In eighteen years since the first Forum on China-Africa Co-operation (FOCAC) gathered in Beijing bringing the Chinese and African leadership together a lot has been achieved and a new reality is putting its mark on the world stage. The record speaks for itself. From a marginal player in the continent and a modest volume of trade of little over $10 billion, last year that volume exceeded $170 billion and the figure showed a 14 times increase over the previous year, a significant indicator of how fast and deep Chinese-African trade relations are performing.
The main feature of this development is evolution that characterized the three main stages. The first was during the reign of Jiang Zemin (1993-2003), who launched the strategy of “Going Out” to encourage investments and tap natural resources and get access to commodities that was followed by the period of Hu Jintao (2003-2013), who paved the way for more diplomatic and commercial access, which was termed “Peaceful Rise”. Both helped lay the foundation for the third stage of Chinese Dream, which took its way during the current rule of Xi Jinping and is better known as China’s Belt and Road Initiative, which aims at constructing transportation networks that connects the three continents of Africa, Asia and Europe along the famous old Silk Road.
During these stages China managed to work in some 2500 development projects and public works throughout Africa. But more significant is the growing Chinese lending to the continent countries. According to a study by John Hopkins University Chinese loans stood at $86 billion up to 2014 and that before the $55 billion in additional loans and export credits promised later by President Xi in Johannesburg, thus China became the biggest creditor to Africa and according to a US State Department calculations many in sub-Saharan African countries have national debt accounting between 50 to 200 percent of their GDP and that between 50-80 percent of that debt is Chinese.
More significant is the growing Chinese military and security presence in Africa, when the People’s Liberation Army (PLA) joined in 2003 and for the first time in a UN peace keeping force in Liberia. After all these years, China now is the biggest contributor to peace keeping missions among the UN Security Council five permanent members. As of 2008 Chinese navy continued to maintain a presence in eastern littoral against Somali piracy, a presence that was topped by establishing the first Chinese military base overseas in Djibouti.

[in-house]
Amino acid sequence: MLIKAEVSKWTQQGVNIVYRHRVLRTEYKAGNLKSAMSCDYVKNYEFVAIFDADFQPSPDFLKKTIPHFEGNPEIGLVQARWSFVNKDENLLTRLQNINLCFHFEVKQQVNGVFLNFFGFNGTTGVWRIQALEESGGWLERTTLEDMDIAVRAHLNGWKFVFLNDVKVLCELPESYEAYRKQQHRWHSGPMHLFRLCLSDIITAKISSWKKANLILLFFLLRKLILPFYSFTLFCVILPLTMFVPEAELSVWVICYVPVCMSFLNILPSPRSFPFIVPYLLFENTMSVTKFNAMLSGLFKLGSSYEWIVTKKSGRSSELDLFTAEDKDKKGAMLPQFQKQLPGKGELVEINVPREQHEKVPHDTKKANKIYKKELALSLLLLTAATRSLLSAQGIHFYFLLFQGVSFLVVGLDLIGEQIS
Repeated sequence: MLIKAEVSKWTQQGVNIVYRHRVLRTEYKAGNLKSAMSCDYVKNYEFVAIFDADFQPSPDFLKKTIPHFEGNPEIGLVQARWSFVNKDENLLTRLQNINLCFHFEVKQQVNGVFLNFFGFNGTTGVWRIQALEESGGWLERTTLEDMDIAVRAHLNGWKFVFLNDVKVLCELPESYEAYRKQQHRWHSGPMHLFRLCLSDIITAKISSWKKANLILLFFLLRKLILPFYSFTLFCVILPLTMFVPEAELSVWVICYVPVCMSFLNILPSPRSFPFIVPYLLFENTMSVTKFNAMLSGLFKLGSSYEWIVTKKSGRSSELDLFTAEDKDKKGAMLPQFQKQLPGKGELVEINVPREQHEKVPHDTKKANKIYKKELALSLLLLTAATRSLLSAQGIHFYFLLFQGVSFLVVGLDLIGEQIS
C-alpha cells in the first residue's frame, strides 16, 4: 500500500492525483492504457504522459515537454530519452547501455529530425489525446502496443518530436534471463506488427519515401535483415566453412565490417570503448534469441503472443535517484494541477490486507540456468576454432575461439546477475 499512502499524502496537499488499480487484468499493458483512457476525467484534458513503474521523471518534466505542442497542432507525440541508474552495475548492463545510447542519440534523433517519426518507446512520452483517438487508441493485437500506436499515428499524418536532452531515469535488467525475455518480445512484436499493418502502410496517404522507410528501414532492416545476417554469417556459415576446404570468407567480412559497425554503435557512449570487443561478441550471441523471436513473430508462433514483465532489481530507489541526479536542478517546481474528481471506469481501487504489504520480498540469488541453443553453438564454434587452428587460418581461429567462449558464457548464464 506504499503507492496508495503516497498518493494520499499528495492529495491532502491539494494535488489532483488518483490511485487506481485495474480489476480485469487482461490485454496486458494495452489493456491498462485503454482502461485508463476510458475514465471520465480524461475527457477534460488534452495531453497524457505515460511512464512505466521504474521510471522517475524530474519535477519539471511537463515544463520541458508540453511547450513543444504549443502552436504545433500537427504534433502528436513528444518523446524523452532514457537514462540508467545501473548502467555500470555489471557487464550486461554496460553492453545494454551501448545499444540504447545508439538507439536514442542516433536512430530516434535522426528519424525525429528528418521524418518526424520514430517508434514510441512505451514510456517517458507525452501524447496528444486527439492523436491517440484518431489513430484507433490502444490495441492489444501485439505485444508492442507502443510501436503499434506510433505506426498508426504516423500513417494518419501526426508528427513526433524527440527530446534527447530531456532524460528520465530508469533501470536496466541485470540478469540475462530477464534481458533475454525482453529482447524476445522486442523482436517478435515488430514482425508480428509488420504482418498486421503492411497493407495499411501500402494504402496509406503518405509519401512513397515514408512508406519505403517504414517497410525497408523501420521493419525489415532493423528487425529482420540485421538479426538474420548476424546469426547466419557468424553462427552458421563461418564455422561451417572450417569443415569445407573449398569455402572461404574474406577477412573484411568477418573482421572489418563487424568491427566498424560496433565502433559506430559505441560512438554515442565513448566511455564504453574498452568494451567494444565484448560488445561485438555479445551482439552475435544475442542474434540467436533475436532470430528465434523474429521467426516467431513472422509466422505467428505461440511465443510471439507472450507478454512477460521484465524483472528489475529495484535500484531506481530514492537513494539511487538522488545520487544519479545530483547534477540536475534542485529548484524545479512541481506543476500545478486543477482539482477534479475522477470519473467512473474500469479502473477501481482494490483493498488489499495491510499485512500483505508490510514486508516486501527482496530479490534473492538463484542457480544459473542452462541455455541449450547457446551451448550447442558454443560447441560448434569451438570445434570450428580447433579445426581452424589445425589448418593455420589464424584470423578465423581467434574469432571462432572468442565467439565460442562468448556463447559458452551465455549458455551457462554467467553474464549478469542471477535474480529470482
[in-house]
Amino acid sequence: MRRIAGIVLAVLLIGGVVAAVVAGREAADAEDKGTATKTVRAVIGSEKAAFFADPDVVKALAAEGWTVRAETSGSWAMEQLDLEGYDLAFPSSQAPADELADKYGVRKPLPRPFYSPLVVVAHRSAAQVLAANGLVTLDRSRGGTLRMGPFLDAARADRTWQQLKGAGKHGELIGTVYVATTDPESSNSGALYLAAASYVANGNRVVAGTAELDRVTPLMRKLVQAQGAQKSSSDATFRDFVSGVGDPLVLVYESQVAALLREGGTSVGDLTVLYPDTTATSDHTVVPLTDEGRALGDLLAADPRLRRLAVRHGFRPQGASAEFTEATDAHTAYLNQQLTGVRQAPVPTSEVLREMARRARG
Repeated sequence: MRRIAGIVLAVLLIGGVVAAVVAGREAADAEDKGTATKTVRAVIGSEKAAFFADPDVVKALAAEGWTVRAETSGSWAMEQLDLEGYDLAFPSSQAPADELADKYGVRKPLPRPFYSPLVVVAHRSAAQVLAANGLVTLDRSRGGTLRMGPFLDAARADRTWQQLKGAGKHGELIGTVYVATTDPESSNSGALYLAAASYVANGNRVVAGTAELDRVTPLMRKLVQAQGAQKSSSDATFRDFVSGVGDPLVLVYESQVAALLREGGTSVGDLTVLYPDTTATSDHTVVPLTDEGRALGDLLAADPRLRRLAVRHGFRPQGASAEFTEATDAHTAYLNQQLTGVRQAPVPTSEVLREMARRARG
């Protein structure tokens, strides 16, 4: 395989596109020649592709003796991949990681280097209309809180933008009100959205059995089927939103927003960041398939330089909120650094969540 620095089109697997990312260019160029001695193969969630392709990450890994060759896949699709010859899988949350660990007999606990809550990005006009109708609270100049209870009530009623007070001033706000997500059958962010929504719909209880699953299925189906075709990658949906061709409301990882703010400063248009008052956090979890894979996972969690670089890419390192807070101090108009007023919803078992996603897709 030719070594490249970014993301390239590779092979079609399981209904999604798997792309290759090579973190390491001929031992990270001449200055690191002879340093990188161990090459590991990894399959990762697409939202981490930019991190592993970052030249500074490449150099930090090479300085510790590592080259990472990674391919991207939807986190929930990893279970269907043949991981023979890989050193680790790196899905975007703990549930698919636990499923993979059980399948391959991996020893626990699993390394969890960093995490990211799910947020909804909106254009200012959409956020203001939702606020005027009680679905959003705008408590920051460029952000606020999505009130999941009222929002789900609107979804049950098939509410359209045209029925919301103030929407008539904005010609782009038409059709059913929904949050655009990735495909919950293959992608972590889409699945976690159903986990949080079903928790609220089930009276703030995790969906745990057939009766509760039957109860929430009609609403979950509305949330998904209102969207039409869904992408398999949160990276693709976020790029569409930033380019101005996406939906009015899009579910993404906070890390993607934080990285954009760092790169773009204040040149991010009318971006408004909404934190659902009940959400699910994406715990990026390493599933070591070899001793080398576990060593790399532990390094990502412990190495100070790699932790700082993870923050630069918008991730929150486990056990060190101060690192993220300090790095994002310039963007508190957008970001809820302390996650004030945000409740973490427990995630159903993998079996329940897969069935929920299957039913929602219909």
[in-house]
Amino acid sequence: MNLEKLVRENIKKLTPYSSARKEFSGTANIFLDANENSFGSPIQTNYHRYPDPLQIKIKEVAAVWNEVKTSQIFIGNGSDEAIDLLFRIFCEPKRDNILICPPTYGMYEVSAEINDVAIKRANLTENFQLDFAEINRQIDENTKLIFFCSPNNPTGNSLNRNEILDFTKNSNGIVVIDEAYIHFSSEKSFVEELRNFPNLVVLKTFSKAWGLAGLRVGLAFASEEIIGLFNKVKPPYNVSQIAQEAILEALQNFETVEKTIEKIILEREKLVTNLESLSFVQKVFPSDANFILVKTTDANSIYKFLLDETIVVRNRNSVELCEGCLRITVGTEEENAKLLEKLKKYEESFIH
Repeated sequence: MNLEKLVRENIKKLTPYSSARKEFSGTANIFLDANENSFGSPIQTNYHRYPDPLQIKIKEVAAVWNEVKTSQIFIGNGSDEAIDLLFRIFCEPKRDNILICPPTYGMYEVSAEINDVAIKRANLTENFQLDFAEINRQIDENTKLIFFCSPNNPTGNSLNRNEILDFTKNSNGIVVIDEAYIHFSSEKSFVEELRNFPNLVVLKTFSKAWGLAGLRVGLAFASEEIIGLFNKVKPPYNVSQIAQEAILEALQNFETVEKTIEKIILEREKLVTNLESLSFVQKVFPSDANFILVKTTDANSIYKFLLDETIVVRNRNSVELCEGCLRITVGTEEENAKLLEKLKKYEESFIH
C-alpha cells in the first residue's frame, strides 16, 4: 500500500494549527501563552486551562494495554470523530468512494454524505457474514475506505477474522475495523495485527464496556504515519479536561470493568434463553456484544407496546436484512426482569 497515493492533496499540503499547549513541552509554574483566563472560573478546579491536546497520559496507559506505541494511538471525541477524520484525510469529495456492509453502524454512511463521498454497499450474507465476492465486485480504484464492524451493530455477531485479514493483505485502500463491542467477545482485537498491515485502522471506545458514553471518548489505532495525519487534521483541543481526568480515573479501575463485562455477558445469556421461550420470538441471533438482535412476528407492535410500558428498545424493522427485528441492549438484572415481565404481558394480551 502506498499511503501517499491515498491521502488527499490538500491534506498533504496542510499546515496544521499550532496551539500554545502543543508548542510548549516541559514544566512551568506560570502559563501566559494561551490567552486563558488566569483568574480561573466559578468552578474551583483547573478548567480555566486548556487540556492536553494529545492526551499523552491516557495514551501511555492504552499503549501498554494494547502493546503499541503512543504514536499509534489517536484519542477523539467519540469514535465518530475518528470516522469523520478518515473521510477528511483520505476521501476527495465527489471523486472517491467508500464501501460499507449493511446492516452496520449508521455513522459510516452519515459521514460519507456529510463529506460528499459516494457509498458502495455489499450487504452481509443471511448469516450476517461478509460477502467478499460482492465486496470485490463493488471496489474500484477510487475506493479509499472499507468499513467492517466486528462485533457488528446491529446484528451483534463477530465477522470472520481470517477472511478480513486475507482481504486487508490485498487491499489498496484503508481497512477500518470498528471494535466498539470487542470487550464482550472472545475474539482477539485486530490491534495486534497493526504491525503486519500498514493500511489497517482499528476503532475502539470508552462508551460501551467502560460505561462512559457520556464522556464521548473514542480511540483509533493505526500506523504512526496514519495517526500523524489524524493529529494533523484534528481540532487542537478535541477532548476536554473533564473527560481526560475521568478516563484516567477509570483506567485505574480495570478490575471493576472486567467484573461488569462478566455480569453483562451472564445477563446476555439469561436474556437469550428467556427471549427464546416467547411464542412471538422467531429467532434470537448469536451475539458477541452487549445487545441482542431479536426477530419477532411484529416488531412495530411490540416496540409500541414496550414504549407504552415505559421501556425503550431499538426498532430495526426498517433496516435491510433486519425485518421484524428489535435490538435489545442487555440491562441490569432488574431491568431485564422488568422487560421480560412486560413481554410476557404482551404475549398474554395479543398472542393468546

The remarkable Chinese build-up of its presence in Africa at various levels came at the expense of the old European colonial powers and even the United States, who though does not carry a colonial heritage, have played an inspirational role for the new regimes in the continent. Except for mainly unsustainable policies, Washington in most cases dealt with Africa on an ad hoc basis and according to some geopolitical concerns. And it was that concern about the Chinese presence in Africa that found its way in the National Security Strategy adopted by the Trump administration. That concern was expressed in s way by the previous Secretary of State Rex Tillerson, who drummed his worry about the Chinese and advised his African hosts in his trip to the continent in March to be careful of pouring Chinese money.
But African countries on their part mainly welcome the Chinese approach as it stays away from meddling in an embarrassing way in issues like human rights and corruption.
Sudan is not away from this. It was one of the first countries to benefit from these new Chinese strategies of going out and shop for commodities. It was through this that Sudan managed back in 1999 to join the club of oil producers. Though Sudan continued to brag that it provided Beijing with its first gateway to the rest of Africa, but without debating such claim, the fact remains: this is history and today Sudan is not even in the list of the ten African countries that host 75 percent of the Chinese investments in the continent. The list includes Nigeria, Algeria, South Africa, Ethiopia, the Democratic Republic of the Congo, Chad, Angola, Niger, Sierra Leone, and Cameroon.
And that brings to the debate more serious domestic issues that relate to governance, transparency, democracy and accountability. External powers are going to operate within a domestic environment and are not going to impose change for the better if there is no domestic constituency for that change.
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